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Google and Netflix use it: algorithms can also predict our solar system's stability, say U of T researchers

Artist's depiction of a collision between two planetary bodies (photo illustration by NASA/JPL-Caltech)

Machine learning is used today for everything from detecting fraud and sorting spam in Google to recommending movies on Netflix. 

Now a team of University of Toronto researchers has developed a novel approach to using algorithms to determine whether planetary systems are stable. 

“Machine learning offers a powerful way to tackle a problem in astrophysics, and that’s predicting whether planetary systems are stable,” says Dan Tamayo, lead author of a report published online in the Astrophysical Journal Letters.

The postdoctoral researcher in the Centre for Planetary Science at U of T Scarborough and his team have developed a method that's 1,000 times faster than traditional means of predicting solar system stability.

Planetary system stability can tell us a great deal about how these systems formed, Tamayo said, adding that it can also offer valuable new information about exoplanets that is not offered by current methods of observation. 

The findings could come in handy when analyzing data from NASA’s Transiting Exoplanet Survey Satellite (TESS) set to launch next year.  The two-year mission will focus on discovering new exoplanets by focusing on the brightest stars near our solar system.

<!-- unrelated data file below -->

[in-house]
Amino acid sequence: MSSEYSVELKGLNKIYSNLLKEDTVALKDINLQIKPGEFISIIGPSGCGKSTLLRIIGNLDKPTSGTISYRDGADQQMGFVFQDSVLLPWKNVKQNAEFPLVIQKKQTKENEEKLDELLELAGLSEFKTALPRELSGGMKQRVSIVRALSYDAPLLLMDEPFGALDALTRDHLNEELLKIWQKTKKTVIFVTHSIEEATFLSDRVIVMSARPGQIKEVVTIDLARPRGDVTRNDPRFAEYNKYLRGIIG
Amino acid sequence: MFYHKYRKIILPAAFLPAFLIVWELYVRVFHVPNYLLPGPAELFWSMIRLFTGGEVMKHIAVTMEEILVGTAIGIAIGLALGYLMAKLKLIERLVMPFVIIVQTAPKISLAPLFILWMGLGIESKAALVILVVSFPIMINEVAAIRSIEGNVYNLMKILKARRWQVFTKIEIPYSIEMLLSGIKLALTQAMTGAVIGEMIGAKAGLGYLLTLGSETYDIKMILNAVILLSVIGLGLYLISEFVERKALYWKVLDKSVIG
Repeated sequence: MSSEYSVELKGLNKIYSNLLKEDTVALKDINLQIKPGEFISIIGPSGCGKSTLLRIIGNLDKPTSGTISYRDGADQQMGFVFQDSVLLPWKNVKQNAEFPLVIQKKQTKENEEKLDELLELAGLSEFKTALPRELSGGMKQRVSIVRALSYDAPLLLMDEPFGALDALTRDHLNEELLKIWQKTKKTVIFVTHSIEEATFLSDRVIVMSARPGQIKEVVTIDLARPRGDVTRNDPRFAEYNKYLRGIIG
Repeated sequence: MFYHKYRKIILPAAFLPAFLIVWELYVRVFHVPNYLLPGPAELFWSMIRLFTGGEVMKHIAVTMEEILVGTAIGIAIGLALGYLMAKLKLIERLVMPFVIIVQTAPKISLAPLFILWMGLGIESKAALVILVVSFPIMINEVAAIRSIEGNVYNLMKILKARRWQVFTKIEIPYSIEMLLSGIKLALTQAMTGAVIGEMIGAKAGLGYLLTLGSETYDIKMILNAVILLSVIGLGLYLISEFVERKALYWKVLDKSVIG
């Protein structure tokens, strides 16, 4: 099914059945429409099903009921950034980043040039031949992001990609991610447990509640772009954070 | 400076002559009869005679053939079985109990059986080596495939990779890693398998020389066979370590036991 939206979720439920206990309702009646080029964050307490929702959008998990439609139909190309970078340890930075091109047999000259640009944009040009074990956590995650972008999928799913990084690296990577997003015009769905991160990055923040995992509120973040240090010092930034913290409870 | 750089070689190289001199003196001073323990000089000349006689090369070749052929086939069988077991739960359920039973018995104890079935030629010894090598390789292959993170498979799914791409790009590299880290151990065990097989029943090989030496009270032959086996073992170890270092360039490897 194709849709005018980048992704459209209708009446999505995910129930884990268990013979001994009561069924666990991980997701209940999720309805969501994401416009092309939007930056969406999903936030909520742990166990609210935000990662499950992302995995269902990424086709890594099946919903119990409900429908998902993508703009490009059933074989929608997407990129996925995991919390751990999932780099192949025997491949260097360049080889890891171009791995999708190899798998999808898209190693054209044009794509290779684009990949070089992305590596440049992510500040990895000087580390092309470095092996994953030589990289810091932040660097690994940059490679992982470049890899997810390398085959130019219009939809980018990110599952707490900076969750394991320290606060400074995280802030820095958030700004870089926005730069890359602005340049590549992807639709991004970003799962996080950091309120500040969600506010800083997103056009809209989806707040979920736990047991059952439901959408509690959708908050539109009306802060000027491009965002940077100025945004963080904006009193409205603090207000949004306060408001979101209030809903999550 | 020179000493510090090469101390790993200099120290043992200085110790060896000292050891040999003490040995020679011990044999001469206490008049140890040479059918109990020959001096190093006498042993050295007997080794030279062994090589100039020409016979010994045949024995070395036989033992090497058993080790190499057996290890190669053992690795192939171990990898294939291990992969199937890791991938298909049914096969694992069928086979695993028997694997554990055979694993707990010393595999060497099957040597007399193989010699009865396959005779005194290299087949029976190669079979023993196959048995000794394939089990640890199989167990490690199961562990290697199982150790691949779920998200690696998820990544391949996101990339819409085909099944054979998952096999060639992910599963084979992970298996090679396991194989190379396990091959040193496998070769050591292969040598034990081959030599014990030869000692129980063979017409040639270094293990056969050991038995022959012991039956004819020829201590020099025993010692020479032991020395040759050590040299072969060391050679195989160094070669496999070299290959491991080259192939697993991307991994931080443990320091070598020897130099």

“It could be a useful tool because predicting stability would allow us to learn more about the system from the upper limits of mass to the eccentricities of these planets,” says Tamayo. “It could be a very useful tool in better understanding those systems.” 


U of T Scarborough planetary science researcher Dan Tamayo wants to use algorithms to study solar system stability (photo by Ken Jones)

There are several methods of detecting exoplanets that provide information such as the size of the planet and its orbital period. But they may not provide the planet’s mass or how elliptical their orbit is, which are all factors that affect stability, notes Tamayo. 

“In the past we’ve been hamstrung in trying to figure out whether planetary systems are stable by methods that couldn’t handle the amount of data we were throwing at it,” he says. 

The method developed by Tamayo and his team is the result of a series of workshops at U of T Scarborough covering how machine learning could help tackle specific scientific problems. 

“What’s encouraging is that our findings tell us that investing weeks of computation to train machine learning models is worth it because not only is this tool accurate, it also works much faster,” he adds.